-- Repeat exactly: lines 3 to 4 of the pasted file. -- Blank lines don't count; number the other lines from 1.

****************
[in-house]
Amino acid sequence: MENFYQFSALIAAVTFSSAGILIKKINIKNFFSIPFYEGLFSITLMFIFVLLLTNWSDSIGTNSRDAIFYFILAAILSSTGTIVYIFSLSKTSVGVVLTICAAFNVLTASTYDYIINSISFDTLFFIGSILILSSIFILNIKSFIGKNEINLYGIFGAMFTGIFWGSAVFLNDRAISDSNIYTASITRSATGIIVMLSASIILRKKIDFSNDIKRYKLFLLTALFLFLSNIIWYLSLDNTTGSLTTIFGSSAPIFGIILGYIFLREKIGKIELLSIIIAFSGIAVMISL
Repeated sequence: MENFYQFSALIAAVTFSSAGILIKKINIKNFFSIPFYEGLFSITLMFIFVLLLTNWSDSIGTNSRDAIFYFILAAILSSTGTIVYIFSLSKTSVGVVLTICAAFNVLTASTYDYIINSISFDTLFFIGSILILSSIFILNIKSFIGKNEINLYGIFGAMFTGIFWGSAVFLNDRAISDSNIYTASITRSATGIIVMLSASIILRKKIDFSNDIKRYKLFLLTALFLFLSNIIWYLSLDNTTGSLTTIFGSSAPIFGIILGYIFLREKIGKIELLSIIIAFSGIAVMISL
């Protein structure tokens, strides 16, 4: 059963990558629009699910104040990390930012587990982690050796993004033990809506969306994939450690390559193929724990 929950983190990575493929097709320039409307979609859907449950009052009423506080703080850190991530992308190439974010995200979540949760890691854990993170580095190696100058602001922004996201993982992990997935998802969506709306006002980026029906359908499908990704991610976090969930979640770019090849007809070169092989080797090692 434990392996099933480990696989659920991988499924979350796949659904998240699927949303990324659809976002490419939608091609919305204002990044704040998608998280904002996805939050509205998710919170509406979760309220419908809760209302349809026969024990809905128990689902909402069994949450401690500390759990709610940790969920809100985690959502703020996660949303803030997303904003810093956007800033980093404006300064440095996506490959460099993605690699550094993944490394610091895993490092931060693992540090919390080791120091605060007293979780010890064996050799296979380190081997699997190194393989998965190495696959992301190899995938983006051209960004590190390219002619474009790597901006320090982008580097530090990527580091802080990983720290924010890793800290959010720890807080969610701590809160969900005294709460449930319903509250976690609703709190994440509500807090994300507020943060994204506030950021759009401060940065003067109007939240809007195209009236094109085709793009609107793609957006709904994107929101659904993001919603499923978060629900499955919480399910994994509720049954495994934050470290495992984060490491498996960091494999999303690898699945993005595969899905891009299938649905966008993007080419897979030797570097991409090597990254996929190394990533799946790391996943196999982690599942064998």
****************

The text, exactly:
Repeated sequence: MENFYQFSALIAAVTFSSAGILIKKINIKNFFSIPFYEGLFSITLMFIFVLLLTNWSDSIGTNSRDAIFYFILAAILSSTGTIVYIFSLSKTSVGVVLTICAAFNVLTASTYDYIINSISFDTLFFIGSILILSSIFILNIKSFIGKNEINLYGIFGAMFTGIFWGSAVFLNDRAISDSNIYTASITRSATGIIVMLSASIILRKKIDFSNDIKRYKLFLLTALFLFLSNIIWYLSLDNTTGSLTTIFGSSAPIFGIILGYIFLREKIGKIELLSIIIAFSGIAVMISL
């Protein structure tokens, strides 16, 4: 059963990558629009699910104040990390930012587990982690050796993004033990809506969306994939450690390559193929724990 929950983190990575493929097709320039409307979609859907449950009052009423506080703080850190991530992308190439974010995200979540949760890691854990993170580095190696100058602001922004996201993982992990997935998802969506709306006002980026029906359908499908990704991610976090969930979640770019090849007809070169092989080797090692 434990392996099933480990696989659920991988499924979350796949659904998240699927949303990324659809976002490419939608091609919305204002990044704040998608998280904002996805939050509205998710919170509406979760309220419908809760209302349809026969024990809905128990689902909402069994949450401690500390759990709610940790969920809100985690959502703020996660949303803030997303904003810093956007800033980093404006300064440095996506490959460099993605690699550094993944490394610091895993490092931060693992540090919390080791120091605060007293979780010890064996050799296979380190081997699997190194393989998965190495696959992301190899995938983006051209960004590190390219002619474009790597901006320090982008580097530090990527580091802080990983720290924010890793800290959010720890807080969610701590809160969900005294709460449930319903509250976690609703709190994440509500807090994300507020943060994204506030950021759009401060940065003067109007939240809007195209009236094109085709793009609107793609957006709904994107929101659904993001919603499923978060629900499955919480399910994994509720049954495994934050470290495992984060490491498996960091494999999303690898699945993005595969899905891009299938649905966008993007080419897979030797570097991409090597990254996929190394990533799946790391996943196999982690599942064998």